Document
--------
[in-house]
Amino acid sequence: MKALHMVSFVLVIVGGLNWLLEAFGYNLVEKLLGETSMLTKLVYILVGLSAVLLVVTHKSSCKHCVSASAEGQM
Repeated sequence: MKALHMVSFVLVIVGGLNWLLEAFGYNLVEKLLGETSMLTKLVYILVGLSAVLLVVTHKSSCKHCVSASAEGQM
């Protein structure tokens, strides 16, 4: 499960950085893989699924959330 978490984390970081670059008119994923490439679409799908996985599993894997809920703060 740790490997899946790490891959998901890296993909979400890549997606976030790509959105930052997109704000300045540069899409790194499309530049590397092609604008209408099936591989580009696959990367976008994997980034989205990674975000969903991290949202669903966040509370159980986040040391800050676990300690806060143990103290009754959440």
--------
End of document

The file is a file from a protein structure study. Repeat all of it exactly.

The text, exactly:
[in-house]
Amino acid sequence: MKALHMVSFVLVIVGGLNWLLEAFGYNLVEKLLGETSMLTKLVYILVGLSAVLLVVTHKSSCKHCVSASAEGQM
Repeated sequence: MKALHMVSFVLVIVGGLNWLLEAFGYNLVEKLLGETSMLTKLVYILVGLSAVLLVVTHKSSCKHCVSASAEGQM
């Protein structure tokens, strides 16, 4: 499960950085893989699924959330 978490984390970081670059008119994923490439679409799908996985599993894997809920703060 740790490997899946790490891959998901890296993909979400890549997606976030790509959105930052997109704000300045540069899409790194499309530049590397092609604008209408099936591989580009696959990367976008994997980034989205990674975000969903991290949202669903966040509370159980986040040391800050676990300690806060143990103290009754959440």